As Donald Trump’s polls have plummeted over the past few weeks, Hillary Clinton has taken her support from progressive Bernie Sanders supporters for granted. Her shift to the middle, although predictable and unsurprising to Sanders supporters, has been demoralizing. While Sen. Sanders opted to formally endorse Clinton for president, his lack of enthusiasm in doing so attests to his prioritizing the issues he is passionate about over partisan politics.
On August 24, Sanders is hosting a live-stream event to kick off his new organization, Our Revolution.
“If we are successful, what it will mean is that the progressive message and the issues that I campaigned on will be increasingly spread throughout this country,” Sanders told USA Today. “The goal here is to do what I think the Democratic establishment has not been very effective in doing. And that is—at the grassroots level—encourage people to get involved, give them the tools they need to win, help them financially.”
After a divisive Democratic convention, Sanders reverted back to calling out the establishment on both sides of the aisle. He criticized President Obama for continuing to support the Trans-Pacific Partnership (TPP) agreement. “I am disappointed by the president’s decision to continue pushing forward on the disastrous Trans-Pacific Partnership trade agreement that will cost American jobs, harm the environment, increase the cost of prescription drugs and threaten our ability to protect public health,” Sanders wrote in a statement.
Recently, health insurance company Aetna pulled out of Obamacare after the company’s merger with Cigna hit obstacles in Connecticut due to an ethics probe into Democratic Gov. Dannel Malloy. In the wake of this minor disaster, Sanders has been revitalizing support for a single payer healthcare system. Despite his no longer being in the running for president, Sanders has garnered much more positive news coverage than Clinton. Our Revolution in particular is one of Sanders’ most attention-grabbing efforts to reorganize the enthusiasts and activists from his presidential campaign into a long-term political movement.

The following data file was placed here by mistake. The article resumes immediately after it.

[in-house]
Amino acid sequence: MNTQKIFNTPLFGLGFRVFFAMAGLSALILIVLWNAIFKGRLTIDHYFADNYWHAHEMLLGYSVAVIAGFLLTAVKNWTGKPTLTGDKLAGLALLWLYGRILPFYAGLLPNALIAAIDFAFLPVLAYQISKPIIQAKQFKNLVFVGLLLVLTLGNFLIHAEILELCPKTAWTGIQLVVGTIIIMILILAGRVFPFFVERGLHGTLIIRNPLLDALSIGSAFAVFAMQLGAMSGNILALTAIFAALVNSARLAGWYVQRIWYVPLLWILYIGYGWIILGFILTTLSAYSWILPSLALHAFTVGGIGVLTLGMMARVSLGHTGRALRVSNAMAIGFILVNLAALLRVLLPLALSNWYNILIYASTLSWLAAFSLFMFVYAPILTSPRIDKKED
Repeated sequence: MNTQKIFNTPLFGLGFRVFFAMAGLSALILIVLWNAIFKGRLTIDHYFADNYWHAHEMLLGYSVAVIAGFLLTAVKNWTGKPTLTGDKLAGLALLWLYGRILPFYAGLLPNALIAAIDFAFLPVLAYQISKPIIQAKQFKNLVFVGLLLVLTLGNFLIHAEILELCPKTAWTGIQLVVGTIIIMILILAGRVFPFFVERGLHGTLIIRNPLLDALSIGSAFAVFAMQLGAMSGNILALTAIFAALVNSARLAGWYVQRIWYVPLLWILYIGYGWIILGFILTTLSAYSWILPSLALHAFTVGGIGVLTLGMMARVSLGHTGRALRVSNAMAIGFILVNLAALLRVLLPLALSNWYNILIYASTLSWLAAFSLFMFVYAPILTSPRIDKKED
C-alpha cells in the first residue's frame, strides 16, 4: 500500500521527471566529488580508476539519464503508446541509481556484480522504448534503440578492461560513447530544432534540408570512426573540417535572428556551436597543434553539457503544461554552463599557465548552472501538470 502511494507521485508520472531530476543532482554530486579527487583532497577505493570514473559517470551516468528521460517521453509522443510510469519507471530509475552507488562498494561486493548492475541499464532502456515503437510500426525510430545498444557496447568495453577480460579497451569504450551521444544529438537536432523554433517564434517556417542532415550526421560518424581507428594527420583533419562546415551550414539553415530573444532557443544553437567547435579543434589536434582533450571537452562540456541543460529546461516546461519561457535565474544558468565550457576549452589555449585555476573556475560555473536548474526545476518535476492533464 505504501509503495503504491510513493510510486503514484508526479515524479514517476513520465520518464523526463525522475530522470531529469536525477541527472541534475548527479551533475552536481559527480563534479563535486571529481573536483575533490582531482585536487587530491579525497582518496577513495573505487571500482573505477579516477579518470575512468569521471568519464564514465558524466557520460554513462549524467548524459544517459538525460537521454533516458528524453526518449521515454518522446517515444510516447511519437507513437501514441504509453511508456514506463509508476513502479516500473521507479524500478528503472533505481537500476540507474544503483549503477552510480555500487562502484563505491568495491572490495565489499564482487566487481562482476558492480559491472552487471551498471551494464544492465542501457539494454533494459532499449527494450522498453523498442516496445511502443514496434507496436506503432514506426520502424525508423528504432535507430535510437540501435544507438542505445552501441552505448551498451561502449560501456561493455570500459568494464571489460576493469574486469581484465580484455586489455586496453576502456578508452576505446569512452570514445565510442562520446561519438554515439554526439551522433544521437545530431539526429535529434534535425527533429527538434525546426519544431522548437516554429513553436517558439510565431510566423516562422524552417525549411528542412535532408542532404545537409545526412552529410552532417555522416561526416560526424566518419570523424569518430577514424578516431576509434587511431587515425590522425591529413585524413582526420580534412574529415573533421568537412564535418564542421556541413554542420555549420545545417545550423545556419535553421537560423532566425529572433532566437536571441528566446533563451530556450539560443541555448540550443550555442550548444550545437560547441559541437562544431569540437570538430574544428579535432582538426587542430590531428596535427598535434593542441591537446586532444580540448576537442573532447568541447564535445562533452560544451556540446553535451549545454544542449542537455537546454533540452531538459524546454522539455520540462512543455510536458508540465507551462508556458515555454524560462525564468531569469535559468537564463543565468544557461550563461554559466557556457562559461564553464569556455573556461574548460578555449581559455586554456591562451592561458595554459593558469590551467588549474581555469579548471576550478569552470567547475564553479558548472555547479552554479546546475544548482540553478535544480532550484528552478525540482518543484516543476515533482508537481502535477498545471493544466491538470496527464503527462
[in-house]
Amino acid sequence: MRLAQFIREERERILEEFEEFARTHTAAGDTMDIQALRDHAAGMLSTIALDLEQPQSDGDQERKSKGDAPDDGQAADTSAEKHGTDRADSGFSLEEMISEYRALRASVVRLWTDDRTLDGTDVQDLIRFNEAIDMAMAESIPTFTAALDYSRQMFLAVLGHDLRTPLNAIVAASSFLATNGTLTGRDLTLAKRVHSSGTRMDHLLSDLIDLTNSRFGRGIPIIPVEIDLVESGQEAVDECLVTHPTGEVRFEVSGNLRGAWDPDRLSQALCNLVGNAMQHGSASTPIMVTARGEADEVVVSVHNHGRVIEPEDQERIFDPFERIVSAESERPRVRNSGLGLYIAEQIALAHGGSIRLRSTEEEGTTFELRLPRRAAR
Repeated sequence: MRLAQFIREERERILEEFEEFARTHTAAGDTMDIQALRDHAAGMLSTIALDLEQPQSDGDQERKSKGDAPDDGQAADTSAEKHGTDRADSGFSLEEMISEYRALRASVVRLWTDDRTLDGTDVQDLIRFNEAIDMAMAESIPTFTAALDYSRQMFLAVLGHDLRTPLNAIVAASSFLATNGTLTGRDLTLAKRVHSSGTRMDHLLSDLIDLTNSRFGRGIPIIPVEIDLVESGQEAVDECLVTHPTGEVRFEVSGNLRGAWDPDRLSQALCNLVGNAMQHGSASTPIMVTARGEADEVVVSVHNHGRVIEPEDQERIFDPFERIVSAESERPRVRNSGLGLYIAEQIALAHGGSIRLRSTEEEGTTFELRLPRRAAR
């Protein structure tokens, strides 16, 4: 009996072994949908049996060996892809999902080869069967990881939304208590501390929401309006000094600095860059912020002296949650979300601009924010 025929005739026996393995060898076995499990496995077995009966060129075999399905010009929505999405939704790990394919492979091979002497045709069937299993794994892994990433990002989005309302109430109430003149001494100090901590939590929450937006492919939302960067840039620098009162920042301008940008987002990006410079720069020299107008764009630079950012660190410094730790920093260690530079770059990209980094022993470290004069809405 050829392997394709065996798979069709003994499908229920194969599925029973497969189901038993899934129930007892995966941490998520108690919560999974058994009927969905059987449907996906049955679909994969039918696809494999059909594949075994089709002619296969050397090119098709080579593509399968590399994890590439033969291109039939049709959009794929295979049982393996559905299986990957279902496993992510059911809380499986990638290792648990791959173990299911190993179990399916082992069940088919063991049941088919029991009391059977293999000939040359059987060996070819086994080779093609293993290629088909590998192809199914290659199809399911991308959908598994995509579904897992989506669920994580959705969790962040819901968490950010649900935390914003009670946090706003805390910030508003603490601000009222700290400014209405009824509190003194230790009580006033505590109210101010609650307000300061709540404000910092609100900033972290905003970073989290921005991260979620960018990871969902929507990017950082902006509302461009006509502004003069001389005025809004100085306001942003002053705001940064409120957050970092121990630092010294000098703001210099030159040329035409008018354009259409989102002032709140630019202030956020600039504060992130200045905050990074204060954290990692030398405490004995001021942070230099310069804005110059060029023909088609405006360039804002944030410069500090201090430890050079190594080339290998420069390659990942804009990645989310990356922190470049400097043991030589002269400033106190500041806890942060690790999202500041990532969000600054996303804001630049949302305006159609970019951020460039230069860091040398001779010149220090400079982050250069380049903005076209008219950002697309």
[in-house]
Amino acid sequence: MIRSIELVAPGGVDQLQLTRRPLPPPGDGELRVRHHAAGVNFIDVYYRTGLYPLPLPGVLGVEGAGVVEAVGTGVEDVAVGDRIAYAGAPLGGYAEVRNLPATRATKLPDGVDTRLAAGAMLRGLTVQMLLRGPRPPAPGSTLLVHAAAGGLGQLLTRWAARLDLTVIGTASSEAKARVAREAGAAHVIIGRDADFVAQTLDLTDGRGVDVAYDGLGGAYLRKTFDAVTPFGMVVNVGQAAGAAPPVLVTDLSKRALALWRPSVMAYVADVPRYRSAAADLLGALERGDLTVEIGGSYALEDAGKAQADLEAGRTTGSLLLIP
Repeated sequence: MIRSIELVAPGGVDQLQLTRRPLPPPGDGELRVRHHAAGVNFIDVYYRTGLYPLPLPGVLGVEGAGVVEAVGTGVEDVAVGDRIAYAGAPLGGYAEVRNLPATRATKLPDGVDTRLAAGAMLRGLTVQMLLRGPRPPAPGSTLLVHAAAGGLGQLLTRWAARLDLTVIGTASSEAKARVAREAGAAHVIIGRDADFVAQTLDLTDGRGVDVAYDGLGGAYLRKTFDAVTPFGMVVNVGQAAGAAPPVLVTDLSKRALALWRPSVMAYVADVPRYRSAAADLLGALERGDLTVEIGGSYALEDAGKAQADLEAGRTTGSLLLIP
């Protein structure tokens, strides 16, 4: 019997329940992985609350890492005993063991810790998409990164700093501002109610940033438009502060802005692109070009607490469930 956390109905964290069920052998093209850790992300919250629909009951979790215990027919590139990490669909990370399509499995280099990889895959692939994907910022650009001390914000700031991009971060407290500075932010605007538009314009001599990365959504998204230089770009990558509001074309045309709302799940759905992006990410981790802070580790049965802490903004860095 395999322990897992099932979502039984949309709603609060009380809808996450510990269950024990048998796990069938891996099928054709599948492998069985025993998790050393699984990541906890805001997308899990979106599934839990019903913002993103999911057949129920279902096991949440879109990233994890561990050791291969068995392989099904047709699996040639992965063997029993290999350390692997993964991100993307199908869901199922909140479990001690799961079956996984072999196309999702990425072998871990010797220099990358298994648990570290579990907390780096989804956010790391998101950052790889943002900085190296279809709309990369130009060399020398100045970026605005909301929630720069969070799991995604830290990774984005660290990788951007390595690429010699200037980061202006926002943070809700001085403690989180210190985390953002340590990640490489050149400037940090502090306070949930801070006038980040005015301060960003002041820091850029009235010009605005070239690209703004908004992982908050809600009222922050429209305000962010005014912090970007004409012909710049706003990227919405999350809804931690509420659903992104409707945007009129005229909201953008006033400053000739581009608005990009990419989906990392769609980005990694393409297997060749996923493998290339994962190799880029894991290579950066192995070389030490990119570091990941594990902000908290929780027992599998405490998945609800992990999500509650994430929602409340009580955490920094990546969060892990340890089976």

“I feel like there is a real chance for something else to happen beyond Hillary Clinton or Donald Trump. We’re still two and a half months away; with the possibility of another damaging WikiLeaks release and Donald Trump continuing to sabotage himself, I feel like there is room for a third party,” Mikki Willis told the Observer. Willis was a photographer and videographer for Shailene Woodley and Rosario Dawson while they served as Sanders surrogates during his presidential campaign. Willis also followed Sanders on many of his campaign tours.
“What we really need to be doing right now is make sure the third party is on the ticket, and in the debates—in the event something happens with the two frontrunners—while at the same time supporting everything Bernie is doing,” Willis said. “We can do all that. It’s not an either/or. We can make sure as many seats in Congress are filled with better people. We can all get behind and donate to the people Bernie is trying to get elected, and support all the things he is working on. I don’t think we necessarily have to cash all our chips on Hillary Clinton to support Bernie Sanders at this time.”
During Sanders’ presidential campaign, his rallies attracted record attendance. Now that Clinton is officially the Democratic presidential nominee, her campaign rallies are small by comparison. In fact, any excitement Clinton’s candidacy elicits looks an awful lot like fear of Donald Trump as president.
Millennial Sanders supporters, who once owned the internet, backed Bernie in larger numbers than Clinton and Trump combined. They’ve now been reduced to apathy and indecision. Whether a Sanders supporter decides to ultimately vote for Clinton, Green Party candidate Jill Stein, or Libertarian Party candidate Gary Johnson, it is imperative that for Bernie Sanders’ work to succeed in the long run, every Sanders supporter must stay politically engaged in supporting his efforts.